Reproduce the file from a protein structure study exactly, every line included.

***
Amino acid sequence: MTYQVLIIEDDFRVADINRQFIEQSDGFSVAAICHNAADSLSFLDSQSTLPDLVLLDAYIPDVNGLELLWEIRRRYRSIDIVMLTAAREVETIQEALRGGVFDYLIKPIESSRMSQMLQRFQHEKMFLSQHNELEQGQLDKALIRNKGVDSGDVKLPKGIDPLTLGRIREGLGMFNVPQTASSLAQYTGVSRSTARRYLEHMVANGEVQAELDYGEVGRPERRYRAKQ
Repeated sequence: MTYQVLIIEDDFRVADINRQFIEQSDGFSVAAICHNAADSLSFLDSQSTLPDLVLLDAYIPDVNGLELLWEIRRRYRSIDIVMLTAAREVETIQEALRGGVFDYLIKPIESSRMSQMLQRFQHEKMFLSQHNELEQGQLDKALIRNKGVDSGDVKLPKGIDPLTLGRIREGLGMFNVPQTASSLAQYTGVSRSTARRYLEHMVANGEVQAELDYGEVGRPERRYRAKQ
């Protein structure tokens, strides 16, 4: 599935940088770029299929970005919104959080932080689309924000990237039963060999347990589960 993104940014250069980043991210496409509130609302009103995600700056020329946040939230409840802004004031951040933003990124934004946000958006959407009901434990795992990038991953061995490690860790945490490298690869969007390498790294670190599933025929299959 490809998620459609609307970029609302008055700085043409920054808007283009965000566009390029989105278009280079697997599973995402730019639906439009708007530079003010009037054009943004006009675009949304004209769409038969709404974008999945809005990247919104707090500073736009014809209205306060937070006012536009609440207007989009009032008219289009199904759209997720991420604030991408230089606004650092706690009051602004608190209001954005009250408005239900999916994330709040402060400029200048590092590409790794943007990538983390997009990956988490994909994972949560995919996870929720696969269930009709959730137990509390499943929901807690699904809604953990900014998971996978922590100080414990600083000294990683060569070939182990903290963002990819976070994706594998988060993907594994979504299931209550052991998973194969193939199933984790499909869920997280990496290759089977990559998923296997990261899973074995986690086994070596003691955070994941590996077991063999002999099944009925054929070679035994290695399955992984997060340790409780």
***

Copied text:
Amino acid sequence: MTYQVLIIEDDFRVADINRQFIEQSDGFSVAAICHNAADSLSFLDSQSTLPDLVLLDAYIPDVNGLELLWEIRRRYRSIDIVMLTAAREVETIQEALRGGVFDYLIKPIESSRMSQMLQRFQHEKMFLSQHNELEQGQLDKALIRNKGVDSGDVKLPKGIDPLTLGRIREGLGMFNVPQTASSLAQYTGVSRSTARRYLEHMVANGEVQAELDYGEVGRPERRYRAKQ
Repeated sequence: MTYQVLIIEDDFRVADINRQFIEQSDGFSVAAICHNAADSLSFLDSQSTLPDLVLLDAYIPDVNGLELLWEIRRRYRSIDIVMLTAAREVETIQEALRGGVFDYLIKPIESSRMSQMLQRFQHEKMFLSQHNELEQGQLDKALIRNKGVDSGDVKLPKGIDPLTLGRIREGLGMFNVPQTASSLAQYTGVSRSTARRYLEHMVANGEVQAELDYGEVGRPERRYRAKQ
């Protein structure tokens, strides 16, 4: 599935940088770029299929970005919104959080932080689309924000990237039963060999347990589960 993104940014250069980043991210496409509130609302009103995600700056020329946040939230409840802004004031951040933003990124934004946000958006959407009901434990795992990038991953061995490690860790945490490298690869969007390498790294670190599933025929299959 490809998620459609609307970029609302008055700085043409920054808007283009965000566009390029989105278009280079697997599973995402730019639906439009708007530079003010009037054009943004006009675009949304004209769409038969709404974008999945809005990247919104707090500073736009014809209205306060937070006012536009609440207007989009009032008219289009199904759209997720991420604030991408230089606004650092706690009051602004608190209001954005009250408005239900999916994330709040402060400029200048590092590409790794943007990538983390997009990956988490994909994972949560995919996870929720696969269930009709959730137990509390499943929901807690699904809604953990900014998971996978922590100080414990600083000294990683060569070939182990903290963002990819976070994706594998988060993907594994979504299931209550052991998973194969193939199933984790499909869920997280990496290759089977990559998923296997990261899973074995986690086994070596003691955070994941590996077991063999002999099944009925054929070679035994290695399955992984997060340790409780």